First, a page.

Bayesian designs of phase II oncology trials to select maximum effective dose assuming monotonic dose-response relationship
1 Department of Experimental Statistics, , Baton Rouge, 70803 LA, USA
2 Department of Biostatistics, The University of Texas MD Anderson Cancer Center, 1400 Pressler St, Unit 1411, Houston, 77030 TX, USA
BMC Medical Research Methodology 2014, 14:95 doi:10.1186/1471-2288-14-95Published: 29 July 2014
For many molecularly targeted agents, the probability of response may be assumed to either increase or increase and then plateau in the tested dose range. Therefore, identifying the maximum effective dose, defined as the lowest dose that achieves a pre-specified target response and beyond which improvement in the response is unlikely, becomes increasingly important. Recently, a class of Bayesian designs for single-arm phase II clinical trials based on hypothesis tests and nonlocal alternative prior densities has been proposed and shown to outperform common Bayesian designs based on posterior credible intervals and common frequentist designs. We extend this and related approaches to the design of phase II oncology trials, with the goal of identifying the maximum effective dose among a small number of pre-specified doses.
We propose two new Bayesian designs with continuous monitoring of response rates across doses to identify the maximum effective dose, assuming monotonicity of the response rate across doses. The first design is based on Bayesian hypothesis tests. To determine whether each dose level achieves a pre-specified target response rate and whether the response rates between doses are equal, multiple statistical hypotheses are defined using nonlocal alternative prior densities. The second design is based on Bayesian model averaging and also uses nonlocal alternative priors. We conduct simulation studies to evaluate the operating characteristics of the proposed designs, and compare them with three alternative designs.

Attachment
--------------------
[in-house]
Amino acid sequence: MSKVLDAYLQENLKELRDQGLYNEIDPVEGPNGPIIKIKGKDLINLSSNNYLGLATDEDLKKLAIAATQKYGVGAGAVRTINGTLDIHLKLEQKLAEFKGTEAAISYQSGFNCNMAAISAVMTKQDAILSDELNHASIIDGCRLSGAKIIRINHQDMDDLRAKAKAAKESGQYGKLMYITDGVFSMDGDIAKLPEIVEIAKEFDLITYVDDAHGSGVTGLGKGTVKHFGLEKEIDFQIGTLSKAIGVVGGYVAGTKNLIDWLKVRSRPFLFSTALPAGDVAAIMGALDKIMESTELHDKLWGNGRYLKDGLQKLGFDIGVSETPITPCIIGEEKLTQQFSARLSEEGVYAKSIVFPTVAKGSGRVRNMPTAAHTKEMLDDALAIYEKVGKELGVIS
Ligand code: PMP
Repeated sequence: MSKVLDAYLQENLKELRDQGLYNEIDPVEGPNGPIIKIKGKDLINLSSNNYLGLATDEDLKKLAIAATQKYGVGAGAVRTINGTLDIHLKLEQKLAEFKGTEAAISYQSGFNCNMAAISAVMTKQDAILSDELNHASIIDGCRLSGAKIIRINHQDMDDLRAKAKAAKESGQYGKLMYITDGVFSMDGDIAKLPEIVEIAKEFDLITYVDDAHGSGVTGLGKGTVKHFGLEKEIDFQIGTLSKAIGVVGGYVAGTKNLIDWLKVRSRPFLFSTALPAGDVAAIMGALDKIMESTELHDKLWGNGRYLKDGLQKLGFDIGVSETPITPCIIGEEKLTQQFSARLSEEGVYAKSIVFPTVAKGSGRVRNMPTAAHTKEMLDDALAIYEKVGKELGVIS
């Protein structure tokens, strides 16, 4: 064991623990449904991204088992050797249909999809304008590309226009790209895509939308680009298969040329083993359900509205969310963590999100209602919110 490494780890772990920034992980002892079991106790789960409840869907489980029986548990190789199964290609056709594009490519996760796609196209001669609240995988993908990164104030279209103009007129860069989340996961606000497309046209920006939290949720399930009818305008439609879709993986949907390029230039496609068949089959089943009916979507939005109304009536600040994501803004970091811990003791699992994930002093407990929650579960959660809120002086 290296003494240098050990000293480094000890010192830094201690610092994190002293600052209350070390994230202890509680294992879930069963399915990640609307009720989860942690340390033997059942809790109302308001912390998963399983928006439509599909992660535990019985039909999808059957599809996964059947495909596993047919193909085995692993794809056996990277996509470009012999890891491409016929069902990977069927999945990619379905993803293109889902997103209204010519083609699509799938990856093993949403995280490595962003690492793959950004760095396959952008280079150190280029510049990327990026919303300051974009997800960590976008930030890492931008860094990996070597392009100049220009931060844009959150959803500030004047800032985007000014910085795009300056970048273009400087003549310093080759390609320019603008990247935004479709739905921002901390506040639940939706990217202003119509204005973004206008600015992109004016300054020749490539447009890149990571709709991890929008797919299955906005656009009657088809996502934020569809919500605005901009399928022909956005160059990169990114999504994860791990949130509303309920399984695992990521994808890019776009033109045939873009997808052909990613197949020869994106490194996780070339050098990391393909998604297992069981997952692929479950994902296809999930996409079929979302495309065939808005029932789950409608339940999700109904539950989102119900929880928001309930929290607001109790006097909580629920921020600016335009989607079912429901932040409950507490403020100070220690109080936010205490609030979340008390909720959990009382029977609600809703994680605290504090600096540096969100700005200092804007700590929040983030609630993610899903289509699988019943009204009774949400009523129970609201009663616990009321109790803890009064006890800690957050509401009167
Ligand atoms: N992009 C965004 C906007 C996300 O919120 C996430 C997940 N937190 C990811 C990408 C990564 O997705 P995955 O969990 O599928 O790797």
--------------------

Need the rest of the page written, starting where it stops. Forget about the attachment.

In terms of the likelihood of drawing a correct conclusion using similar between-design average sample sizes, the performance of our proposed design based on Bayesian hypothesis tests and nonlocal alternative priors is more robust than that of the other designs. Specifically, the proposed Bayesian hypothesis test-based design has the largest probability of being the best design among all designs under comparison and the smallest probability of being an inadequate design, under sensible definitions of the best design and an inadequate design, respectively.
The use of Bayesian hypothesis tests and nonlocal alternative priors under ordering constraints between dose groups results in a robust performance of the design, which is thus superior to other common designs.